CLUELESS IN CYBERSPACE
by Lindsey Vereen
George Lucas hasn’t spent a penny advertising
The Phantom Menace
and yet somehow we all know about it. His PR machine has been going full bore, as you can tell by the prodigious amount of editorial
coverage he has received. Publicity is of course necessary to the success of most any enterprise. You’re probably familiar with the concept of “Field of Dreams” marketing: the idea that if you build it, they will come. They won’t, of course. Many an engineer with a great idea has missed the jackpot for failing to attract the attention of the market.
The dark side of the publicity machine is what may be described as a lack of full disclosure. While PR reps assure the press that their
excitement over their new product is unbounded, it does not extend to opening the company kimono. If they had their way, they would control everything that appeared in the media about their company. Yet the people they want to influence are probably getting better information via USENET newsgroups and CompuServe and have been for years. No matter how tight a rein a company keeps on its information, the truth about its products will get out. While this has been the case for nearly a generation in engineering
circles, it is now becoming a widespread phenomenon. More and more people are seeking — and finding on the Internet — the reality behind the product brochures. The Internet offers a human voice that is believable, if not entirely reliable.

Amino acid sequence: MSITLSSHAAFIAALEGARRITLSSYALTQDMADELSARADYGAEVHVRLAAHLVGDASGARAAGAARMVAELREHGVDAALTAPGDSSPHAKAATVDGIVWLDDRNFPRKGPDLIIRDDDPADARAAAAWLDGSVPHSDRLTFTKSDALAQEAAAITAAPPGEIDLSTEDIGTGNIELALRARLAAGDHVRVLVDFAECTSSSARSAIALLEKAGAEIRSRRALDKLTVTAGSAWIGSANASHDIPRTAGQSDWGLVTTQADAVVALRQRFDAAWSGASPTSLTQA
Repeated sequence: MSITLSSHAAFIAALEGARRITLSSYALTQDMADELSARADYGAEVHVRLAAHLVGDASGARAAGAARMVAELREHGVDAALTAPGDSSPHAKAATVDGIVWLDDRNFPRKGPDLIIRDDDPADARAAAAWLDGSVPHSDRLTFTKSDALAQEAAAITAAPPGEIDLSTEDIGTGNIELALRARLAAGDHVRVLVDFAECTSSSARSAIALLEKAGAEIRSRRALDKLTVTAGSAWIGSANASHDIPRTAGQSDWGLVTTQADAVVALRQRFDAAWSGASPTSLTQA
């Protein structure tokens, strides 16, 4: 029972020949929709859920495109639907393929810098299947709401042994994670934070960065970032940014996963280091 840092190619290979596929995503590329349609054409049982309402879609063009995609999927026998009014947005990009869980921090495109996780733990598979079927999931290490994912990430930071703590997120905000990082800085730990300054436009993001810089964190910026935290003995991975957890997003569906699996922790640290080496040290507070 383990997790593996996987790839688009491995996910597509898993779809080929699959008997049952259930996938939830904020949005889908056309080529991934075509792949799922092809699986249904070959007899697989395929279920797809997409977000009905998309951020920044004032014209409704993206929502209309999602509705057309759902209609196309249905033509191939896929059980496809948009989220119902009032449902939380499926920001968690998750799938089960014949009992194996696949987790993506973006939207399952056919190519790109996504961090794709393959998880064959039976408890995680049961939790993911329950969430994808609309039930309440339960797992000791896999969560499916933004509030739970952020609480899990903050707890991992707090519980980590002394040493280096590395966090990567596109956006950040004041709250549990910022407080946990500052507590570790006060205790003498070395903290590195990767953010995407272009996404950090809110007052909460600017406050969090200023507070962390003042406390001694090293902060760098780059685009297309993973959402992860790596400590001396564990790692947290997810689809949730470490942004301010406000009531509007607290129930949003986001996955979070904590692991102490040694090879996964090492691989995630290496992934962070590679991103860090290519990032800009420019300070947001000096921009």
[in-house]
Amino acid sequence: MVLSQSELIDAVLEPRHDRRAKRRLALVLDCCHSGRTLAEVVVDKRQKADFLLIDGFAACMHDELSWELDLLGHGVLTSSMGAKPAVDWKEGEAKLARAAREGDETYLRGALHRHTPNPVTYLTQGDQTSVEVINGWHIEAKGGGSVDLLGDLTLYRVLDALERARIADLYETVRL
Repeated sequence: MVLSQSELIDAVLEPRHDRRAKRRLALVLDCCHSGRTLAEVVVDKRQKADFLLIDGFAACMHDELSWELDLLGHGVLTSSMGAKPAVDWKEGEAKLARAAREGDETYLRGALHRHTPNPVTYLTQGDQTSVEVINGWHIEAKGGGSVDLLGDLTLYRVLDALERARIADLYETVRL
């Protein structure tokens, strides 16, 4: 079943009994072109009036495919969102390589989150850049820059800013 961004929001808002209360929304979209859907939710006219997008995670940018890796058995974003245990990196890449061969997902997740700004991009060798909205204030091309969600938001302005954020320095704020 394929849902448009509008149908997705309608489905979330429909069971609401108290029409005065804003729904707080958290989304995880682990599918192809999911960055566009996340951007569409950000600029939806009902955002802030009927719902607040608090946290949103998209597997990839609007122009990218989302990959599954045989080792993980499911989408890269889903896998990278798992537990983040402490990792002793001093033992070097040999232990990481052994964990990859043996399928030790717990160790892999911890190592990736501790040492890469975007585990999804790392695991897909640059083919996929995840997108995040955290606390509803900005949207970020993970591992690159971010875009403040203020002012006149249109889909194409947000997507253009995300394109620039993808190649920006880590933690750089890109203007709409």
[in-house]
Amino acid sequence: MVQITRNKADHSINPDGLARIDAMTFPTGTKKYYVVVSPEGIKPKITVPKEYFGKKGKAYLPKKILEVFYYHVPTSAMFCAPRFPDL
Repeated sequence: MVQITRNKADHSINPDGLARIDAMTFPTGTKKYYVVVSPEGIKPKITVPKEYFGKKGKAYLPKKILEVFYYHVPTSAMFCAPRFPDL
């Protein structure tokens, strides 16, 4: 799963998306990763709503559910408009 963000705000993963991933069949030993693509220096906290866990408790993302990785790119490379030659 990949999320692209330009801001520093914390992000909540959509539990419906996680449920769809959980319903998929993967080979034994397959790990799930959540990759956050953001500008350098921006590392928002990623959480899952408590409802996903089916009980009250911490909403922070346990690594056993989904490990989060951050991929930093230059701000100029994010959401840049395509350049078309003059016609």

Most of you have probably spent some time reading newsgroups and perhaps contributing to them. You know that you find information there that will never see the light of day in the media. And you also know that this information is not always credible. The difficulty
is sorting through all the noise to ferret out what’s accurate and useful, a challenge that is hampered by the relative anonymity the Internet affords. Is a product reviewer an expert or merely a glib 12-year-old overachiever with an AOL account?
Obviously you can’t believe everything you read on the Internet. We must maintain the same critical eye toward the new information sources that we do toward traditional sources. But the Internet uniquely enables peer-to-peer communication that has never
existed before, which we ignore only at our peril. The dichotomy between what you learn on the Internet and what a company is willing to disclose to you makes it clear that relationships between vendors and customers must change. This position is articulated at
www.cluetrain.com/book/, a site that promotes the idea that companies that think they can control the flow of information are without a clue. It suggests that companies must foster a sense
of community with their markets by speaking to them in a human voice, i.e., not through its PR channel.
This is not to say that a place for a PR channel doesn’t exist. George Lucas can use his PR force to get word of his movie to the far corners of the world, but is the movie any good? For that information, you’ll have to check the Internet.